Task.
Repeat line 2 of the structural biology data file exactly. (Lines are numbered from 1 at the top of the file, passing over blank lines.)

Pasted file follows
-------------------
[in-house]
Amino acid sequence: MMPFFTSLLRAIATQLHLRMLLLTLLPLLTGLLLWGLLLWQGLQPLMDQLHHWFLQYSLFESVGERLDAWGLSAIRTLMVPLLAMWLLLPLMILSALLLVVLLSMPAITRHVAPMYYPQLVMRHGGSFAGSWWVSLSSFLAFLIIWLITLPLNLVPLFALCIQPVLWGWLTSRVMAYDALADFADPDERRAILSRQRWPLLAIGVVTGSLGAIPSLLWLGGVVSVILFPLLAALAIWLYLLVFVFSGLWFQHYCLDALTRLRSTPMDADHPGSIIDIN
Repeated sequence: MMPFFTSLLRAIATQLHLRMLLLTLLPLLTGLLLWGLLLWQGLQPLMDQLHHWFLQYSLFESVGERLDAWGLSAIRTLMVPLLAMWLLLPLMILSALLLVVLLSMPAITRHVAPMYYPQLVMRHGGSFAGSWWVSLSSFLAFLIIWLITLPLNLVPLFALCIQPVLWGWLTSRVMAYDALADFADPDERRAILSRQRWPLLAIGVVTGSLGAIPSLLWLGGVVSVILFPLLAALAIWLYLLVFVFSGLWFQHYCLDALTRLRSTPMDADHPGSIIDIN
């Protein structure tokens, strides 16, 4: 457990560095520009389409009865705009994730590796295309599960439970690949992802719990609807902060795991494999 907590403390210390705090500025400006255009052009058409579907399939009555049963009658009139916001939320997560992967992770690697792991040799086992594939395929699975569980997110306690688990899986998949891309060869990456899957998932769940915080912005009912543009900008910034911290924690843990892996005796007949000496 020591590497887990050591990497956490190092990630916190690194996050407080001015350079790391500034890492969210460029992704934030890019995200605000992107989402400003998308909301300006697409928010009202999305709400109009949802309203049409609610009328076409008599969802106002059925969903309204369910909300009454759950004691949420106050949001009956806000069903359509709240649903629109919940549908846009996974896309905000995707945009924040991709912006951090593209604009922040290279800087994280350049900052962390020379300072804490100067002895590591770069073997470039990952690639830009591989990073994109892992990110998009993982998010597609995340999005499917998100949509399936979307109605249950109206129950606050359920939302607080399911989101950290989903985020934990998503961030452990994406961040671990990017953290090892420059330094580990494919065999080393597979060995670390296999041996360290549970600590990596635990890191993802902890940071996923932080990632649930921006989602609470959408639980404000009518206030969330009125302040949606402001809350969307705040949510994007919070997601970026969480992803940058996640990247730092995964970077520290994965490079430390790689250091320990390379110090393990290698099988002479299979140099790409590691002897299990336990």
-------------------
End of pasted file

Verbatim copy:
Amino acid sequence: MMPFFTSLLRAIATQLHLRMLLLTLLPLLTGLLLWGLLLWQGLQPLMDQLHHWFLQYSLFESVGERLDAWGLSAIRTLMVPLLAMWLLLPLMILSALLLVVLLSMPAITRHVAPMYYPQLVMRHGGSFAGSWWVSLSSFLAFLIIWLITLPLNLVPLFALCIQPVLWGWLTSRVMAYDALADFADPDERRAILSRQRWPLLAIGVVTGSLGAIPSLLWLGGVVSVILFPLLAALAIWLYLLVFVFSGLWFQHYCLDALTRLRSTPMDADHPGSIIDIN